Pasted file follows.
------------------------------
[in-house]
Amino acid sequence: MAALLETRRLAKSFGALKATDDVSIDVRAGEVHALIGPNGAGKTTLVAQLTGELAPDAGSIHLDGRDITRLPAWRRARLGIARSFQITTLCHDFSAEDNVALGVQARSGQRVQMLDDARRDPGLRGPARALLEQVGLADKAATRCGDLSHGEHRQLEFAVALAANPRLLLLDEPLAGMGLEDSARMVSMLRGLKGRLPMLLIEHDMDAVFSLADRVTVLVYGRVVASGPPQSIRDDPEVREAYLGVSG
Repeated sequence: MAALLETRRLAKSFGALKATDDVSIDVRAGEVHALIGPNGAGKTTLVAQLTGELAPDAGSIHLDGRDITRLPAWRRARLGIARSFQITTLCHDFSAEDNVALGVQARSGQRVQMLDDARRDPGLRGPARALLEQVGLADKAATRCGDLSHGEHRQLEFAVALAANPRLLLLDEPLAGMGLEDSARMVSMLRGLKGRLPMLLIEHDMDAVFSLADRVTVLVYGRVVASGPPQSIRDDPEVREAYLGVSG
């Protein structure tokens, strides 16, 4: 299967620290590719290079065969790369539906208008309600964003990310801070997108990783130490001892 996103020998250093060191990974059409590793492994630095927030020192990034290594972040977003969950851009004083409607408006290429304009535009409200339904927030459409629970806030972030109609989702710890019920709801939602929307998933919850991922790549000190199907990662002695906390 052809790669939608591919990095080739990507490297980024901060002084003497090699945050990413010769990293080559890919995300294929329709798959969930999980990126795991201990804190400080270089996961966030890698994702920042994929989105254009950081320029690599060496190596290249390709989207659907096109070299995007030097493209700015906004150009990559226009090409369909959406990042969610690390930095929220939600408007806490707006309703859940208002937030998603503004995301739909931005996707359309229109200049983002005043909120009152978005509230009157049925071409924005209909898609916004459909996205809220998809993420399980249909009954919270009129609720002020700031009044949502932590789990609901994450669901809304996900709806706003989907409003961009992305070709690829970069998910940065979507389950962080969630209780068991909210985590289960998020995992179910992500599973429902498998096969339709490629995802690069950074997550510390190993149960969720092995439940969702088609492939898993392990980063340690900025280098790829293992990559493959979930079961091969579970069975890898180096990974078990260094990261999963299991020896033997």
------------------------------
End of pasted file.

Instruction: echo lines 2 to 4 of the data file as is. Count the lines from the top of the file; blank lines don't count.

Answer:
Amino acid sequence: MAALLETRRLAKSFGALKATDDVSIDVRAGEVHALIGPNGAGKTTLVAQLTGELAPDAGSIHLDGRDITRLPAWRRARLGIARSFQITTLCHDFSAEDNVALGVQARSGQRVQMLDDARRDPGLRGPARALLEQVGLADKAATRCGDLSHGEHRQLEFAVALAANPRLLLLDEPLAGMGLEDSARMVSMLRGLKGRLPMLLIEHDMDAVFSLADRVTVLVYGRVVASGPPQSIRDDPEVREAYLGVSG
Repeated sequence: MAALLETRRLAKSFGALKATDDVSIDVRAGEVHALIGPNGAGKTTLVAQLTGELAPDAGSIHLDGRDITRLPAWRRARLGIARSFQITTLCHDFSAEDNVALGVQARSGQRVQMLDDARRDPGLRGPARALLEQVGLADKAATRCGDLSHGEHRQLEFAVALAANPRLLLLDEPLAGMGLEDSARMVSMLRGLKGRLPMLLIEHDMDAVFSLADRVTVLVYGRVVASGPPQSIRDDPEVREAYLGVSG
């Protein structure tokens, strides 16, 4: 299967620290590719290079065969790369539906208008309600964003990310801070997108990783130490001892 996103020998250093060191990974059409590793492994630095927030020192990034290594972040977003969950851009004083409607408006290429304009535009409200339904927030459409629970806030972030109609989702710890019920709801939602929307998933919850991922790549000190199907990662002695906390 052809790669939608591919990095080739990507490297980024901060002084003497090699945050990413010769990293080559890919995300294929329709798959969930999980990126795991201990804190400080270089996961966030890698994702920042994929989105254009950081320029690599060496190596290249390709989207659907096109070299995007030097493209700015906004150009990559226009090409369909959406990042969610690390930095929220939600408007806490707006309703859940208002937030998603503004995301739909931005996707359309229109200049983002005043909120009152978005509230009157049925071409924005209909898609916004459909996205809220998809993420399980249909009954919270009129609720002020700031009044949502932590789990609901994450669901809304996900709806706003989907409003961009992305070709690829970069998910940065979507389950962080969630209780068991909210985590289960998020995992179910992500599973429902498998096969339709490629995802690069950074997550510390190993149960969720092995439940969702088609492939898993392990980063340690900025280098790829293992990559493959979930079961091969579970069975890898180096990974078990260094990261999963299991020896033997």